Newspapers Take Another Big Hit

Posted on 12/19/2008 by Jim Pickerell | Printable Version | Comments (0)

There has been so much talk about the decline of newspapers that many readers surely ask why they should care, particularly since sales to newspapers represent such a small percent of the stock-photo business. However, trends at newspapers are strong indicators of what many believe will happen with magazines and other information suppliers in the not too distant future.

Now, two major newspapers are about to drastically reduce circulation. The Detroit Media Partnership, which prints Gannett’s Detroit Free Press and MediaNews’ Detroit News, has announced that it will cease daily paper delivery during the first quarter of 2009. The new, scaled back publishing plan is to only deliver papers to homes three days a week: Thursday, Friday and Sunday. Papers will still be printed and delivered to newsstands daily, but most industry observers think that customers used to getting their paper at their doorstep will not bother to buy it at newsstands at a much higher per-edition price.

Detroit is the tenth largest newspaper market in the United States. In effect, these papers are telling readers that if they want to know what’s happening from Sunday morning through Wednesday, they must go to the Internet or television. Hopefully, when readers turn online, they will go to the newspapers’ Web sites and elsewhere. Granted, Detroit, the home of auto companies nearing bankruptcy, is a market in pain, but it seems unlikely that newspaper distribution can ever go back to daily once it has been cut down.

The future for news and information is obviously online, but there is no indication that online ad revenues will ever come close to what they have been in print. This will have a severe impact on what these publications will be able to pay for both editorial and advertising pictures. These papers are also asking their unions for a 9% reduction in work force, and that may not be nearly enough.

Kubas Consultants, which specializes in analyzing newspaper advertising, recently released the results of a survey of more than 400 daily newspaper executives and managers. These people have based their 2009 budgets on the expectations that newspaper advertising will be 12% below 2008 levels in the first half of next year. They expect advertising to recover somewhat in the second half, for an overall 2009 downturn of 9%, but there may be a lot of wishful thinking involved when looking six months into the future. “The severity of expected declines is remarkable. The outlook has very much deteriorated compared to a year ago,” according to Kubas.

Copyright © 2008 Jim Pickerell. The above article may not be copied, reproduced, excerpted or distributed in any manner without written permission from the author. All requests should be submitted to Selling Stock at 10319 Westlake Drive, Suite 162, Bethesda, MD 20817, phone 301-461-7627, e-mail: wvz@fpcubgbf.pbz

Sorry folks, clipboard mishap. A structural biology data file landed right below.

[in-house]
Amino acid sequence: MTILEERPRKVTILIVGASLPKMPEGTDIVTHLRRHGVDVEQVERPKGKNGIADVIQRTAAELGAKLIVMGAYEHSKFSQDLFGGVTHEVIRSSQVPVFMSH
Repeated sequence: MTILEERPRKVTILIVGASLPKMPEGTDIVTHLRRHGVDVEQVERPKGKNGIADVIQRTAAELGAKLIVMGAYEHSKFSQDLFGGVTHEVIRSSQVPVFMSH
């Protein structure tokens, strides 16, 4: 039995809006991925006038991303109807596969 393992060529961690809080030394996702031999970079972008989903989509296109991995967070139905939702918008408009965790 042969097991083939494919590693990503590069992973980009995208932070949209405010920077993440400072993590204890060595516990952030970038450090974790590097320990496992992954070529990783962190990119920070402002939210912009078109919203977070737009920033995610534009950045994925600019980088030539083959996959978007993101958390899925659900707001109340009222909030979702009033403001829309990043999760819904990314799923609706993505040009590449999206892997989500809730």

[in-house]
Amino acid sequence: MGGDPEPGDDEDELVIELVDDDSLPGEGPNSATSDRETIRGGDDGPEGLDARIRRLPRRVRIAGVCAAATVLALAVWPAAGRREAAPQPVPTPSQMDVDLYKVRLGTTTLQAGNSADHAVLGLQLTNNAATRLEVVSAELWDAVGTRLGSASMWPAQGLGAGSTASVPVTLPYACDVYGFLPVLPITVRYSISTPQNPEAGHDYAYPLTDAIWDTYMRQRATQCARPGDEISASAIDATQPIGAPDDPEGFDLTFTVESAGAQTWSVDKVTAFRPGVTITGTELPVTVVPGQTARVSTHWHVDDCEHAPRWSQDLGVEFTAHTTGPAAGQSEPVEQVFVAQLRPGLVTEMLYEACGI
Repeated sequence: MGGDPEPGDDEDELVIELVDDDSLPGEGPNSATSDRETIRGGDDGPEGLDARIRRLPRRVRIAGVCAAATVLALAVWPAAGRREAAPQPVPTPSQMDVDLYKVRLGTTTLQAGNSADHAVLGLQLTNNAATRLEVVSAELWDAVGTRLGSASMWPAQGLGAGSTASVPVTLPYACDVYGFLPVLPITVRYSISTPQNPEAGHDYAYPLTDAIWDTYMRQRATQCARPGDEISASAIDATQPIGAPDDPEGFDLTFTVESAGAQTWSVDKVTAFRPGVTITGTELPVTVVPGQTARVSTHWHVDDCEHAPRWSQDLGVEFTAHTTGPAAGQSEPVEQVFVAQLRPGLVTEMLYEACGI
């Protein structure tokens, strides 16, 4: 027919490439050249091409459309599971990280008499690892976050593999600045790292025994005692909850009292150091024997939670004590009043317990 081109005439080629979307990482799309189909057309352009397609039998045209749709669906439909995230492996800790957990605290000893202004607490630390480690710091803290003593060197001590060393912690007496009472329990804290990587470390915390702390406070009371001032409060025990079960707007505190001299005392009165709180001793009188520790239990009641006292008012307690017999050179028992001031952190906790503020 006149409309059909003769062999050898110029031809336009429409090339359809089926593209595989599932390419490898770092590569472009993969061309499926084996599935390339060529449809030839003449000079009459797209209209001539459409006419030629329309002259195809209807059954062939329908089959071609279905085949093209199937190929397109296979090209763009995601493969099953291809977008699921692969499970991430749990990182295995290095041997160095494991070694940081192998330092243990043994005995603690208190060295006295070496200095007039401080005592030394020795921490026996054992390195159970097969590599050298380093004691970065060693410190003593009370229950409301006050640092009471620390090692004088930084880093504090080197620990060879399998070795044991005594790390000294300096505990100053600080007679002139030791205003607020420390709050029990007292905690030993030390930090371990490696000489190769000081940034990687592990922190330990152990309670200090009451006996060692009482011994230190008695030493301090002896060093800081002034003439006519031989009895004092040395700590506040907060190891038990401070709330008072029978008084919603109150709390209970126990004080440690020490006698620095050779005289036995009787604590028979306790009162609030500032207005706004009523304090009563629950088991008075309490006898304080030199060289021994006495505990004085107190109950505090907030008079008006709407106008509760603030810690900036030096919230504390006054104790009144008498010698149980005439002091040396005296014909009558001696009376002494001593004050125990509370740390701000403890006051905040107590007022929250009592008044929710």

Jim Pickerell is founder of, an online newsletter that publishes daily. He is also available for personal telephone consultations on pricing and other matters related to stock photography. He occasionally acts as an expert witness on matters related to stock photography. For his current curriculum vitae go to:  


Be the first to comment below.

Post Comment

Please log in or create an account to post comments.

Stay Connected

Sign up to receive email notification when new stories are posted.

Follow Us

Free Stuff

Stock Photo Pricing: The Future
In the last two years I have written a lot about stock photo pricing and its downward slide. If you have time over the holidays you may want to review some of these stories as you plan your strategy ...
Read More
Future Of Stock Photography
If you’re a photographer that counts on the licensing of stock images to provide a portion of your annual income the following are a few stories you should read. In the past decade stock photography ...
Read More
Blockchain Stories
The opening session at this year’s CEPIC Congress in Berlin on May 30, 2018 is entitled “Can Blockchain be applied to the Photo Industry?” For those who would like to know more about the existing blo...
Read More
2017 Stories Worth Reviewing
The following are links to some 2017 and early 2018 stories that might be worth reviewing as we move into the new year.
Read More
Stories Related To Stock Photo Pricing
The following are links to stories that deal with stock photo pricing trends. Probably the biggest problem the industry has faced in recent years has been the steady decline in prices for the use of ...
Read More
Stock Photo Prices: The Future
This story is FREE. Feel free to pass it along to anyone interested in licensing their work as stock photography. On October 23rd at the DMLA 2017 Conference in New York there will be a panel discuss...
Read More
Important Stock Photo Industry Issues
Here are links to recent stories that deal with three major issues for the stock photo industry – Revenue Growth Potential, Setting Bottom Line On Pricing and Future Production Sources.
Read More
Recent Stories – Summer 2016
If you’ve been shooting all summer and haven’t had time to keep up with your reading here are links to a few stories you might want to check out as we move into the fall. To begin, be sure to complet...
Read More
Corbis Acquisition by VCG/Getty Images
This story provides links to several stories that relate to the Visual China Group (VCG) acquisition of Corbis and the role Getty Images has been assigned in the transfer of Corbis assets to the Gett...
Read More
Finding The Right Image
Many think search will be solved with better Metadata. While metadata is important, there are limits to how far it can take the customer toward finding the right piece of content. This story provides...
Read More

More from Free Stuff